There is an astonishing artistry that is evident, both in the design and construction. Though these stems are faux berry stems, the evidence of the human hand is obvious. These materials make it possible for me to construct winter arrangements that can handle gale force winds, endless snow and relentless cold. Packed away for the summer, they will be equally as beautiful in year two or three. Many of them that Rob purchases are tall enough to be seen from a good ways away. The berry picks pictured above are unabashedly cheery – the prefect antidote to the landscape going dormant.

There is much to love about having choices in stem length, branching, and berry size. Choosing materials that are a proper proportion to the overall size of the arrangement is important. Do all picks need to be inserted into the soil or a dry floral foam base? No. If the perfect stem is not tall enough, they can be discretely zip tied to a neighboring natural branch. Picks with flexible branching permit an arrangement that is graceful.

Berry beautiful.

Red berry picks destined for outdoor pots need to be completely weatherproof. It only took one time seeing red berries disintegrate and run red on the sidewalk to drive that point home. We test all of our picks by soaking them in water, even if we have been told they are weatherproof.

44 inch long red berry picks in concert with a mass of cut red twig dogwood branches will make a statement in a container all winter long. That red will be strikingly handsome set in a landscape renowned for its gray and brown. It could be I enjoy the winter pots better than any other season. They most certainly last the longest. I will take my own apart in March, mostly from the embarrassment of seeing the snowdrops and the berry picks at the same time.    Red berry picks are the norm, but they are not the only game in town. It is great to be able to take your pick.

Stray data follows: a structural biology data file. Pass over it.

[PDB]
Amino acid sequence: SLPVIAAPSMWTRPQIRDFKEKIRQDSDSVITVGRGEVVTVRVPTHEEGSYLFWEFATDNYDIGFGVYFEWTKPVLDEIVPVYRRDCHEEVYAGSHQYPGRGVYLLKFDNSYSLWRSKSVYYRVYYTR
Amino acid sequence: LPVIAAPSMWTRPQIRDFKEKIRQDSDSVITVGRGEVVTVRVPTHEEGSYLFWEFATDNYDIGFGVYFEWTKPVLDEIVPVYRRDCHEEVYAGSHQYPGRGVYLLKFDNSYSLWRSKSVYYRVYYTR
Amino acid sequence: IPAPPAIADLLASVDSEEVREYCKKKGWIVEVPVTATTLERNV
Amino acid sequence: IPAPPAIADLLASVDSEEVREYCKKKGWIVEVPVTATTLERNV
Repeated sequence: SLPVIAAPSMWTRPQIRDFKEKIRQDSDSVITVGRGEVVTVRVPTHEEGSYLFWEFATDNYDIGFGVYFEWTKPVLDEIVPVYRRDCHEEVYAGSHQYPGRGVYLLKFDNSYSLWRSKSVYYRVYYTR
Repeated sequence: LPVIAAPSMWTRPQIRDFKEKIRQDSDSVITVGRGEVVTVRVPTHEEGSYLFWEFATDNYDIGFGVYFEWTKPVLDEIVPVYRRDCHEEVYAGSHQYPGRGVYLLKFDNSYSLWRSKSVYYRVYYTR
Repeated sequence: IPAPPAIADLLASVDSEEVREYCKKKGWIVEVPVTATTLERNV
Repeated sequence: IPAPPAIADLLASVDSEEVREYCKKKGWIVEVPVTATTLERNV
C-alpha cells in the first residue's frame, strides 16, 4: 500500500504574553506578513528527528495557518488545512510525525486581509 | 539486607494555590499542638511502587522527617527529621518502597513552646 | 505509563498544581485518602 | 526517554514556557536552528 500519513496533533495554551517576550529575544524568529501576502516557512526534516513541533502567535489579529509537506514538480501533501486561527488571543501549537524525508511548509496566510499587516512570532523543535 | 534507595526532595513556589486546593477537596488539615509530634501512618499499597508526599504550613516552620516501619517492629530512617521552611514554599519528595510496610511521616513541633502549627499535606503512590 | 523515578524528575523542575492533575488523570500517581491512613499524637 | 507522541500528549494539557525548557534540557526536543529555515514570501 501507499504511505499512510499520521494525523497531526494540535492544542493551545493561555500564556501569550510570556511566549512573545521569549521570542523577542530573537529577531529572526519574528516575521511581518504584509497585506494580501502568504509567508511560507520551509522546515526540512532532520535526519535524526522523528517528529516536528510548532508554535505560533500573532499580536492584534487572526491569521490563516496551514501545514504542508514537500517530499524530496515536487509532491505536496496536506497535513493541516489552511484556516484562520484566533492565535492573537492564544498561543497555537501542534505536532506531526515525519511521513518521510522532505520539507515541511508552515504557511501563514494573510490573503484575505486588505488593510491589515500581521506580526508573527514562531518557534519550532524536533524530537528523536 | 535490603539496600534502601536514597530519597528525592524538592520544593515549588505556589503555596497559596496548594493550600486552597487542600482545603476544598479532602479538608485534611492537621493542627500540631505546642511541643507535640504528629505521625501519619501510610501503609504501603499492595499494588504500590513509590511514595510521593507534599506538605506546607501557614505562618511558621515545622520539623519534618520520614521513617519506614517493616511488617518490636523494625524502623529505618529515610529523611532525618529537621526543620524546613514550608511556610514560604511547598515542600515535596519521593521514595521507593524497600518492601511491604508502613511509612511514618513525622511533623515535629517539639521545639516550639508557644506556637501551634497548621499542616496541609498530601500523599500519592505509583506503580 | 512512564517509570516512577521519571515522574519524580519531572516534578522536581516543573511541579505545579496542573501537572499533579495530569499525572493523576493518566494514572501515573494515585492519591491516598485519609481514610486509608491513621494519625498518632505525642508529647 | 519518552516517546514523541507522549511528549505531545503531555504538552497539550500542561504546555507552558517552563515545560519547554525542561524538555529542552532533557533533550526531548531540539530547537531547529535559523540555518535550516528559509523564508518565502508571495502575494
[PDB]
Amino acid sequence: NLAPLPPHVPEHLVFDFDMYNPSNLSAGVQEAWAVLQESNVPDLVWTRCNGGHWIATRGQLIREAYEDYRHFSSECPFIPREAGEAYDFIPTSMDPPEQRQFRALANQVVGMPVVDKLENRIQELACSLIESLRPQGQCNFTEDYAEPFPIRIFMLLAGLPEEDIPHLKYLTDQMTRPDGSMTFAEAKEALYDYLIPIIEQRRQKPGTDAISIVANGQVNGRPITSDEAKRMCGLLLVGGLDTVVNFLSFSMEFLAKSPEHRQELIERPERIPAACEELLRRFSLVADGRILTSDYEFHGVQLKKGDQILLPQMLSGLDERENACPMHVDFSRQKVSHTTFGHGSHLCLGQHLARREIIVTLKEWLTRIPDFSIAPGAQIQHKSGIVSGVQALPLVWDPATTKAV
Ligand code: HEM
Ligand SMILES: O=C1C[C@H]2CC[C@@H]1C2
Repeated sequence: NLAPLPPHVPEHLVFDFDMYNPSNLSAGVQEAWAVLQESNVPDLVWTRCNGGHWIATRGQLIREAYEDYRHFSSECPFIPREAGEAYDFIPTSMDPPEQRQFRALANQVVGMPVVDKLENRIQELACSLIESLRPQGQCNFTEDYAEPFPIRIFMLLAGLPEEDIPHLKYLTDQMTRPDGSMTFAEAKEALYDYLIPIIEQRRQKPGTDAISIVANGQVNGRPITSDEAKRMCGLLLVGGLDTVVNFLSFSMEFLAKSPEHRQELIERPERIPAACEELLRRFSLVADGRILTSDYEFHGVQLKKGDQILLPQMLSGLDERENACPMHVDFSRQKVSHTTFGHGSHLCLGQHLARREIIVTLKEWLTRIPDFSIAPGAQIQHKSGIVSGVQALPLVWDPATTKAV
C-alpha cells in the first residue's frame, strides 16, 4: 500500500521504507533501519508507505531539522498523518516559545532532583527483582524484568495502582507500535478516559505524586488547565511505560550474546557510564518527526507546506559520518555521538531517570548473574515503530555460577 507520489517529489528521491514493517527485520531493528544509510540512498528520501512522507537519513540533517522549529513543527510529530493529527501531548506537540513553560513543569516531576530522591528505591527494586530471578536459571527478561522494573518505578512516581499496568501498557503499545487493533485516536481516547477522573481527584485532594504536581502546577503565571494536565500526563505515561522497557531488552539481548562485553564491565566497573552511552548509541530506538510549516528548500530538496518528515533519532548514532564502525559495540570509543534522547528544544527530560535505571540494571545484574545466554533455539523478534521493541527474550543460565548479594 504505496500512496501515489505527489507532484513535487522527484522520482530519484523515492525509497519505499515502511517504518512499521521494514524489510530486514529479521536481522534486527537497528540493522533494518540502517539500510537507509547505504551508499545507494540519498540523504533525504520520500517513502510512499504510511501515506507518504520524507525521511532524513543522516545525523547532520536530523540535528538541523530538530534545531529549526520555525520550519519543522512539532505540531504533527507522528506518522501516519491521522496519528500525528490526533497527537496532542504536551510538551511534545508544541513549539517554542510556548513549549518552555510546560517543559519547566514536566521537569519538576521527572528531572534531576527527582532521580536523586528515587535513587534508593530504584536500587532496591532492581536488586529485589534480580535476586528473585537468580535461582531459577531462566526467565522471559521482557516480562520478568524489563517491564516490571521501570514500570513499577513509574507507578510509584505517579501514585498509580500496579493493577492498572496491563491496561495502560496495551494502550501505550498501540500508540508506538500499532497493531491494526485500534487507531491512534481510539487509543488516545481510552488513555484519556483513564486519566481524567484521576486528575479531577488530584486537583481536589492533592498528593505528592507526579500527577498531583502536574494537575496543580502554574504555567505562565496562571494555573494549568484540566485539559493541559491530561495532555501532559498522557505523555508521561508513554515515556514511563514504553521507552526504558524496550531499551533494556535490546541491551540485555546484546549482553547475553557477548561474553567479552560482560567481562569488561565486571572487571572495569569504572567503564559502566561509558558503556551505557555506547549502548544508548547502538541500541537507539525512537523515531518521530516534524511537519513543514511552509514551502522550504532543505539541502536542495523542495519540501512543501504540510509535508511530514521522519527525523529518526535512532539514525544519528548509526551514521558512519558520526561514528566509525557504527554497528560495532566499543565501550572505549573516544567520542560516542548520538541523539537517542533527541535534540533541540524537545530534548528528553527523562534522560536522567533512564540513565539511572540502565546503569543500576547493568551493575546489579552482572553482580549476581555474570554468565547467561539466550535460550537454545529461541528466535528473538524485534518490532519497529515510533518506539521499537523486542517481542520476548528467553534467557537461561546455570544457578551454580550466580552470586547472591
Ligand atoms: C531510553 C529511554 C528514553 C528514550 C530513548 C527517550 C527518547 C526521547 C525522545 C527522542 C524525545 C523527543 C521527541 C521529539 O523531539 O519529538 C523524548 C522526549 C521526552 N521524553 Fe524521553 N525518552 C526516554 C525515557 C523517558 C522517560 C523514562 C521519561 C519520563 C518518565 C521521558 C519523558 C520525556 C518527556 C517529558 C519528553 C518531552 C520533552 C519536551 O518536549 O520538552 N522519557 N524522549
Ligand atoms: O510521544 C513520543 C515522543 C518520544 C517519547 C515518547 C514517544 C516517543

black and white

blueberry picks

golden ochre

green

cream berries with brown stems

fuzz ball style berry picks

short blueberries

I have yet to see a winter container that had too many berry picks, but even just a few adds a lot to the mix.If a project calls for lots and lots of berries, sticking them individually is a better strategy than attaching them to the twig centerpiece. Once a centerpiece reaches a certain weight, keeping it perfectly upright will require additional ballast. Hand sticking berry stems is more time consuming, but it can provide a welcome intermediary layer between the vertical and horizontal elements. Winter pots can be the most challenging to create, as nothing will grow or fill in. The day they are done, they are done.

Looking forward to the berries.

 

Recent Work